(696c) Dynamic Modeling of Cardiovascular System for Optimal Control of Ventricular Assist Devices

Authors: 
Son, J., Clarkson University
Du, Y., Clarkson University
Approximately 5.7 million adults in U.S. have heart failure (HF), and the annual cost of health care services and medications to treat HF is about $30.7 billion [1]. An estimated 150,000 new patients are diagnosed with end-state HF every year. The traditional solution of HF is heart transplantation. However, only few patients are eligible for a transplant due to the limited supply of donor hearts. Ventricular assist device (VAD) has become an established life-saving therapeutic option for end-stage HF patients, which can support the blood circulation as a bridge-to-transplantation [2]. In this work, a lumped parameter model of human cardiovascular circulatory system is developed, which is further combined with a blood pump model to describe the acceleration of the fluid in a mixed flow blood pump. Based on the models of circulatory system and blood pump, an optimization problem is proposed to control the speed profile of VAD, which can find a trade-off between the maximization of the blood flow to satisfy the blood need of human body and the minimization of suction in VADs.
Previous studies have formulated lumped parameter models of human circulatory system, which comprise the left and right ventricle, active left and right atrium, systemic and pulmonary arterial load, and systemic and pulmonary venous return [3, 4]. While these models have shown their potential in clinical applications, such as the speed control of VADs, the application is still limited due to the incapability of accounting for model uncertainty and variability among individual patients. For example, the flow resistance in the systemic arterial system of the cardiac regulatory mechanisms was modeled based on the mean value of systemic arterial pressure. The step to quantify the effect of variations in arterial pressure on the flow resistance was omitted in previously reported works. In addition, to make models tractable and useful, assumption and simplification are generally used, which may consequently induce model mismatch. In order to improve the reliability and credibility of model, it is necessary to account for uncertainty and model mismatch in the models of circulatory system. Therefore, a stochastic lumped model of the human circulatory system is developed in this work using a polynomial chaos expansion theory [5].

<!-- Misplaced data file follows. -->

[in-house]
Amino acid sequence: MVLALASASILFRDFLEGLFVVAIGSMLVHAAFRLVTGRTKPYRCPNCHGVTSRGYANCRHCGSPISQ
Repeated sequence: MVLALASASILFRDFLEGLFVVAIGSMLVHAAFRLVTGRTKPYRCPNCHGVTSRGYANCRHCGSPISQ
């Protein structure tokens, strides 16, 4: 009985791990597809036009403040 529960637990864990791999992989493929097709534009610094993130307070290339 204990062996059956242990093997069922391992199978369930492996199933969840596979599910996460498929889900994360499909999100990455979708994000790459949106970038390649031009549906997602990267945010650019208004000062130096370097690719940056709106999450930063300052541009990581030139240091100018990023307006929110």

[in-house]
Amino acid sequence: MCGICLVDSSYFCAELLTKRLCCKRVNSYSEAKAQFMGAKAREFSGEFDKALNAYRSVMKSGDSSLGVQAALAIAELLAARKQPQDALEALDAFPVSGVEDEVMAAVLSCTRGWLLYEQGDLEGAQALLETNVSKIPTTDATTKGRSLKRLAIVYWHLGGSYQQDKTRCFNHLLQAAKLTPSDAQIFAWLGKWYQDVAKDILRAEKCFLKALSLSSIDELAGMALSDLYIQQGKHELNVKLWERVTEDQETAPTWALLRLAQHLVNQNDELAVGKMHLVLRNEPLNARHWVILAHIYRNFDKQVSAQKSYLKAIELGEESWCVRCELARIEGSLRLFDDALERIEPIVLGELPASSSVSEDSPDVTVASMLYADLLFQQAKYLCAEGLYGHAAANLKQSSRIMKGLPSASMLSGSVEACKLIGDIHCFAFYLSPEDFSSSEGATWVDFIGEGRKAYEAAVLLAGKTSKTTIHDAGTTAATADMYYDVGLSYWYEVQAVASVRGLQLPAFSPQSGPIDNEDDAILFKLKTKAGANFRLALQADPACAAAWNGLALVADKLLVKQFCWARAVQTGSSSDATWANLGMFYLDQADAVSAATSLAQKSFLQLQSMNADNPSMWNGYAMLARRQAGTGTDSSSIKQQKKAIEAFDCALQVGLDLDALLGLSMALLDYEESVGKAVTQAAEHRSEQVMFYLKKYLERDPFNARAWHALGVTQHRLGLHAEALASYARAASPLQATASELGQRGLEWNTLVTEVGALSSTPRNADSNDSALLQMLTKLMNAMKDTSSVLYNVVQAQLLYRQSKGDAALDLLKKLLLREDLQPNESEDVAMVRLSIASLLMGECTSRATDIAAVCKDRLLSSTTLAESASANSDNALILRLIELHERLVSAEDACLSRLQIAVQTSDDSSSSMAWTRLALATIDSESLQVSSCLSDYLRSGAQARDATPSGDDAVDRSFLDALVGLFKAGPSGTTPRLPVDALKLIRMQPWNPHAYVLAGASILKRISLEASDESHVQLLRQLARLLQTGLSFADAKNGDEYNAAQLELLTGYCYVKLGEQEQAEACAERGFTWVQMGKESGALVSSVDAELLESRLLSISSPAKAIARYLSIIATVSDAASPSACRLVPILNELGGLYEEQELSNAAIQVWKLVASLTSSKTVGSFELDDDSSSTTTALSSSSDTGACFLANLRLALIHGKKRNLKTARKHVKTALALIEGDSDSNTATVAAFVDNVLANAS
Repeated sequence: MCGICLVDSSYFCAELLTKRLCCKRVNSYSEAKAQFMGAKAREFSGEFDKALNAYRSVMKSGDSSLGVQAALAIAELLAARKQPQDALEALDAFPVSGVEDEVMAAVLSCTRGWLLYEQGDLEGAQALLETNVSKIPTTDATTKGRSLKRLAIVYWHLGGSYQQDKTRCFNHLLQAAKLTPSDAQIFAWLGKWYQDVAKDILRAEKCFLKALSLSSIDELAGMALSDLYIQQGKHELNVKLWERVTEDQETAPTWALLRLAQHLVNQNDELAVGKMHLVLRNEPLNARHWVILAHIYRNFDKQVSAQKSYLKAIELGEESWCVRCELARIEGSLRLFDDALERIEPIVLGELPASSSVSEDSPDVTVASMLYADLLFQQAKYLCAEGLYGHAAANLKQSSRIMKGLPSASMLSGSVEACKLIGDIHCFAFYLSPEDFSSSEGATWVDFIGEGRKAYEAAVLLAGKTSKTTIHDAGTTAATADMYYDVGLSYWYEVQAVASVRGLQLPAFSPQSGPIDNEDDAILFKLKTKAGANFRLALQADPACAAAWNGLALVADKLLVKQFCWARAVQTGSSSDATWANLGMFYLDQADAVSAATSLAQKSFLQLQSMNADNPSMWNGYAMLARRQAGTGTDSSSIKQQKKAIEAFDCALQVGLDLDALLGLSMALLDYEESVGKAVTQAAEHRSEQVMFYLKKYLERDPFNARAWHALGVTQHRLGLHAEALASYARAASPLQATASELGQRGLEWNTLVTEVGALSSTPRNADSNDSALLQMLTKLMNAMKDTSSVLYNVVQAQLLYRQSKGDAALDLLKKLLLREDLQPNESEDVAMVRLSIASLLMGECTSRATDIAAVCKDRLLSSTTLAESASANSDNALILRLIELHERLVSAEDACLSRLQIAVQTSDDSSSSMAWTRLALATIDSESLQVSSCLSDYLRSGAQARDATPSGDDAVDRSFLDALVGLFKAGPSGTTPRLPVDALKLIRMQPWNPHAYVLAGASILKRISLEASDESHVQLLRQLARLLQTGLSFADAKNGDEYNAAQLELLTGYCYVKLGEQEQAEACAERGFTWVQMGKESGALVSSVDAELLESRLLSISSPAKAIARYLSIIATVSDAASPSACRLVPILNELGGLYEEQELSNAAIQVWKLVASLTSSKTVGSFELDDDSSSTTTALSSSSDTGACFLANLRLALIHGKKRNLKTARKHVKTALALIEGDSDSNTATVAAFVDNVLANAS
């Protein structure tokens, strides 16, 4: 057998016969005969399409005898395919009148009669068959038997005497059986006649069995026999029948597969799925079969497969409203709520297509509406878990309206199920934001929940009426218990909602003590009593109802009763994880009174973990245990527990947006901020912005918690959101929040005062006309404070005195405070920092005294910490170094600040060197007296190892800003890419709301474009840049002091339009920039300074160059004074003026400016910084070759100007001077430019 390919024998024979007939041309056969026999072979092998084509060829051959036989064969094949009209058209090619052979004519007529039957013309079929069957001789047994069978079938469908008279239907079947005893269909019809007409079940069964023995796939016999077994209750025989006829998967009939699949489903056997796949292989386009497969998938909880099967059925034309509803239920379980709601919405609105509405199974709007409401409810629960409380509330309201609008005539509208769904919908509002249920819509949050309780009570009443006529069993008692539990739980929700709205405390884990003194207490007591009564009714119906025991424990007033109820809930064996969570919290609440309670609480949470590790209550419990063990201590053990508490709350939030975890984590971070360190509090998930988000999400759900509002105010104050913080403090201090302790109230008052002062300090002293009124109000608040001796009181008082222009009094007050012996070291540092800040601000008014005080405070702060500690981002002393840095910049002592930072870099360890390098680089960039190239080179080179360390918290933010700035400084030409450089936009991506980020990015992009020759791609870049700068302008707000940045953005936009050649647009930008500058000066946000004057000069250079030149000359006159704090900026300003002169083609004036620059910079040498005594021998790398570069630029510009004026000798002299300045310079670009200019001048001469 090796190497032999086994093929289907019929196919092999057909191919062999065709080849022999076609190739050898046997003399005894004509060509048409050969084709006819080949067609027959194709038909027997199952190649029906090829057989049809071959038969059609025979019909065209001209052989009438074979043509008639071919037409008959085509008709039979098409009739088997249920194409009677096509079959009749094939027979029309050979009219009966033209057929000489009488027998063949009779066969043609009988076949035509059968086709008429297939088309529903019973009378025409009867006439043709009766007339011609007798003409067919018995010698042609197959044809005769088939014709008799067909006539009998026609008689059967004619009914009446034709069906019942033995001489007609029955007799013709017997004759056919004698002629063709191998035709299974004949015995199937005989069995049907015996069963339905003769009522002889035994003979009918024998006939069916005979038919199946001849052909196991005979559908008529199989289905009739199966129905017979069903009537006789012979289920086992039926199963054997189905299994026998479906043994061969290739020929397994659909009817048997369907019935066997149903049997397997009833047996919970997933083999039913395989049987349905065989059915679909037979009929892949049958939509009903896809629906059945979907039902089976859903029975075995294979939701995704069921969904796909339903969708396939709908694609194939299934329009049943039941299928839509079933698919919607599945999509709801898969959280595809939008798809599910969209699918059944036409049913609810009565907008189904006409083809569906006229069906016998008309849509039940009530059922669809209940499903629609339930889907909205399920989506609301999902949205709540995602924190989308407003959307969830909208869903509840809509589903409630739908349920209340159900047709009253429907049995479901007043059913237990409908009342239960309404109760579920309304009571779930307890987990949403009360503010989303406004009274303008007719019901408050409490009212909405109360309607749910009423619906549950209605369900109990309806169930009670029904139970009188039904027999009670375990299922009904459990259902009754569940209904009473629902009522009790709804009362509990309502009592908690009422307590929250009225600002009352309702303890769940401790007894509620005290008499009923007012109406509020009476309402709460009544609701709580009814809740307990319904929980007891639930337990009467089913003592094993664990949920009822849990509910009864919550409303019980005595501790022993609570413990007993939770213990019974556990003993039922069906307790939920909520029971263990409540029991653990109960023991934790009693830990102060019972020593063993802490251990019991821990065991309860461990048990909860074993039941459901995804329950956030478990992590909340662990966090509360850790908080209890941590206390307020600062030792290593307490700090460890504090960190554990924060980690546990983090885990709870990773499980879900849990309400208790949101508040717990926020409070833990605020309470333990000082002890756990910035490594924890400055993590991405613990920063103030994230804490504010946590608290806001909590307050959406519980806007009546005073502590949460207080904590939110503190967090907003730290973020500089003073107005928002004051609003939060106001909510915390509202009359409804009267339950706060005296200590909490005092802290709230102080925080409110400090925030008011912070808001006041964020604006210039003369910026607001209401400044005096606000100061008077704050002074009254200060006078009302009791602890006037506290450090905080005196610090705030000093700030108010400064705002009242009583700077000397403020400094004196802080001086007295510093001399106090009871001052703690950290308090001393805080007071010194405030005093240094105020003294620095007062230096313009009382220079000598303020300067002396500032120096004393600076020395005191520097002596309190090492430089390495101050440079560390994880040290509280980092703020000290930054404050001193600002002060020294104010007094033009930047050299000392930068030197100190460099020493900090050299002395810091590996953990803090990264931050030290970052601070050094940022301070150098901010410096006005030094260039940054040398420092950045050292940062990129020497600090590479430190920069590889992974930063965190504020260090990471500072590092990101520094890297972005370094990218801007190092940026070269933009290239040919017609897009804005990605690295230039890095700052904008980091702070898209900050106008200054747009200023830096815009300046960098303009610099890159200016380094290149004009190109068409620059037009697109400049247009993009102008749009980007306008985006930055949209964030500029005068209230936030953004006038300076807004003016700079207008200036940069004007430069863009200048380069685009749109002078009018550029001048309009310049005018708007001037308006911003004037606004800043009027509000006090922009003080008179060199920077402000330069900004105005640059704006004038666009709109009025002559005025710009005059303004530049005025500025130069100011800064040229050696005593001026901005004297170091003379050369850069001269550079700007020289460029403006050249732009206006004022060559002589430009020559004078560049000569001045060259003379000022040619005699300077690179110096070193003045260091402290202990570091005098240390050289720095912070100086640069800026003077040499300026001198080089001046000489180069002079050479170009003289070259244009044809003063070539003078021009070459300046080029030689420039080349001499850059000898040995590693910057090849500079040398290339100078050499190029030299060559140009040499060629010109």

Based on the models of circulatory system, feedback controller can be used to adapt the pump speed of VAD to meet the physiologic needs of HF patients. However, control of VAD presents major challenges, since it can create suctions when the impeller speed, and thus flow, exceeds the venous return to the left ventricle. In addition, most of the available control algorithms of VAD uses a pre-selected speed profile, which ignores different demands of oxygen and blood, due to various activities of patients such as exercise or resting [6, 7]. In this work, an adaptive control algorithm is proposed by formulating an optimization problem to tune the pump speed of VAD in a real-time fashion, which can maximally satisfy the physiologic need of patients, while minimizing suction in VADs. The efficiency of the proposed modelling and control algorithm is illustrated with simulations, which will be further studied with a mock human circulatory cardiovascular system.

Reference

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